Donald Trump's executive order on Tencent Holdings turns up heat on video game industry

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      With a U.S. presidential election just 87 days away, Donald Trump appears to be pinning his reelection hopes on taking on China.

      On August 6, he issued an executive order "addressing the threat posed by WeChat", which is owned by the Chinese conglomerate Tencent Holdings Ltd.

      "WeChat, a messaging, social media, and electronic payment application owned by the Chinese company Tencent Holdings Ltd., reportedly has over one billion users worldwide, including users in the United States," Trump declared in the order.

      "Like TikTok, WeChat automatically captures vast swaths of information from its users," the president continued. "This data collection threatens to allow the Chinese Communist Party access to Americans’ personal and proprietary information."

      The order declares that beginning in 45 days, any transaction with Tencent Holdings or any of its subsidiaries will be prohibited.

      This coincided with a separate executive order banning TikTok. It's a Chinese-owned video-sharing app used by around 100 million Americans.

      That's generated speculation that Trump's next target could be video games owned by Tencent Holdings.

      It's the world's largest video game publisher by revenue.

      Los Angeles Times reporter Sam Dean, on the other hand, insisted over Twitter that video games owned by Tencent will not be captured by the order.

      “White House official confirmed to the LA Times that the EO only blocks transactions related to WeChat,” Dean stated, not naming his source. “So Riot Games (League of Legends), Epic Games (Fortnite), et al are safe (pending updates)”.

      Tencent is an industry kingpin

      The Shenzhen-based company has a 40 percent stake in Epic Games, creator of Fortnite.

      In addition, Tencent Holdings owns Riot Games, which makes League of Legends.

      A recent report by TEO PC Games declared that League of Legends is the "most impactful" PC game in the world for the fifth straight quarter.

      Riot Games has three others in the top 15—Counter-Strike: Global Offensive (CS:Go), Valorant, and Teamfight Tactics. 

      According to the Los Angeles Times, Tencent Holdings also owns five percent of video game giants Activision Blizzard and Ubisoft.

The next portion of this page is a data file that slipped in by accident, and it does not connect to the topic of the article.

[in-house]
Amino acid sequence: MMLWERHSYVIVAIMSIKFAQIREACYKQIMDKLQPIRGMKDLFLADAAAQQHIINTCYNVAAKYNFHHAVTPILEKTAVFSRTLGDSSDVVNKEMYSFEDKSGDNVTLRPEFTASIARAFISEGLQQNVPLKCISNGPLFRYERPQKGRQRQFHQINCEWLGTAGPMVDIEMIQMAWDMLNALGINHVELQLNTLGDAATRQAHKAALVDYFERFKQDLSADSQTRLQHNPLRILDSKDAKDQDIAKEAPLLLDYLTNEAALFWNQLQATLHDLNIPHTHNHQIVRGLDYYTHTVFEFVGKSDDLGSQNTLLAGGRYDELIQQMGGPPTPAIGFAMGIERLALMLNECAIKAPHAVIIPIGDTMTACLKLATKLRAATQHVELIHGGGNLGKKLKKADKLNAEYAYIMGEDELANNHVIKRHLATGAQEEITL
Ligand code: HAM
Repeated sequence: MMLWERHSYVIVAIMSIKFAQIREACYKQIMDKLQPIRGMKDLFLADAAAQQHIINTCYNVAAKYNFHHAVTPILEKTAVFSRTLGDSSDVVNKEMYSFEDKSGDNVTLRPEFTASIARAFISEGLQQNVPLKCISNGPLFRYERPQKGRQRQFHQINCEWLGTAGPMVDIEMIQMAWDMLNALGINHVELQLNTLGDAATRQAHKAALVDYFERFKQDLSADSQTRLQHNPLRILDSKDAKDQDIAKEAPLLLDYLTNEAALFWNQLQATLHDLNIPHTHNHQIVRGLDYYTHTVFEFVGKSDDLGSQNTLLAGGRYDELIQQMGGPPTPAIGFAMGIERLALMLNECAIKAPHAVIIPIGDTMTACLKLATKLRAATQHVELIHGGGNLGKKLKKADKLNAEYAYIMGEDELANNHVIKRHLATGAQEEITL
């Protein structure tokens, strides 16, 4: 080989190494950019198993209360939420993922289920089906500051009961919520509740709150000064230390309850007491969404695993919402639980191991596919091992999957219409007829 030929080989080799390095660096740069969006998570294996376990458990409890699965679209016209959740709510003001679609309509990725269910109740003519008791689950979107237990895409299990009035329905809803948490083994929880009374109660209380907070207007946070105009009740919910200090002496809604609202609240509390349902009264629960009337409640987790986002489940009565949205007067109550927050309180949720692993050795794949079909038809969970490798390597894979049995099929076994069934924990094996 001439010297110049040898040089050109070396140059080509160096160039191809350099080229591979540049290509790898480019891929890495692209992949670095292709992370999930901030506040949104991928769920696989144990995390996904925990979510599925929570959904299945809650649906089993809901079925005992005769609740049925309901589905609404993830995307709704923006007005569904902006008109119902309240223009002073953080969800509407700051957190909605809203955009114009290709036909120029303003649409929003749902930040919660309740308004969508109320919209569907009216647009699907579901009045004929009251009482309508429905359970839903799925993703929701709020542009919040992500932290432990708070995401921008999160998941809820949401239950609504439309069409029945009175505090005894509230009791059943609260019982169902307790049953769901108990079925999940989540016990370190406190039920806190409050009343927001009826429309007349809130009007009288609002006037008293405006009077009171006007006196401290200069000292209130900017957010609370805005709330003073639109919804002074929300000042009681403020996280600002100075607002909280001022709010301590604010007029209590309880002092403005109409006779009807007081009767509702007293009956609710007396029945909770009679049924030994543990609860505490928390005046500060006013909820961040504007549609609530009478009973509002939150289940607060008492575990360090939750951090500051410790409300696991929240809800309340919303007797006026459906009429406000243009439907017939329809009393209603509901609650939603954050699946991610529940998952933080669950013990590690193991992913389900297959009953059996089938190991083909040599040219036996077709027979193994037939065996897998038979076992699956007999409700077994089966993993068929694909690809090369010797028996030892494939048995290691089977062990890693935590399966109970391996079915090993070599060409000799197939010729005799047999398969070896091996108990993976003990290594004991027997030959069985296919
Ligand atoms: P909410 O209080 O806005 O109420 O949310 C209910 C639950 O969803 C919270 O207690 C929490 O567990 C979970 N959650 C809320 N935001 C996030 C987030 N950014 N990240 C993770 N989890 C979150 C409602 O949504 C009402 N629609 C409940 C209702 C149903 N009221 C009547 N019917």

Tencent Holdings has a market capitalization of about US$650 billion and it's listed on the Hong Kong Stock Exchange. 

      That makes it 10 times larger than Activision Blizzard, Sony, or Nintendo, though it's still dwarfed by Microsoft.

      In March, Tencent Holdings announced that it had purchased a 10 percent stake in Universal Music Group from Vivendi.

      The head office of Tencent Holdings is in the bustling southern Chinese city of Shenzhen.
      Dmitry Lysenko

      TikTok prepares a lawsuit

      Meanwhile, TikTok's owner, Byte Dance, is planning legal action against the Trump Administration, possibly as early as Tuesday (August 11), according to NPR.

      Citing an unnamed source, NPR reported that the company will argue that the president's decision to base a ban on national security is "baseless".

      There's no word whether Tencent Holdings will join that court action. But it's been trying to brush up its image as a good corporate citizen.

      Earlier this year, Tencent Holdings established a US$100-million Global Anti-Pandemic Fund to help hospitals and health-care workers respond to COVID-19.

      This came in the wake of a US$211-million fund to address this issue in China.

      Tencent Holdings also helped launch the Global ESports Federation, which is based in Singapore.

      One of its vice presidents is Tencent Holdings vice president Cheng Wu.

      Another vice president is Vancouver’s Charmaine Crooks, an International Olympic Committee member.

      She was a silver medalist with Canada’s 4X400-metre relay team in the 1984 Los Angeles Summer Games. Crooks chairs the federation’s Athletes and Players Commission.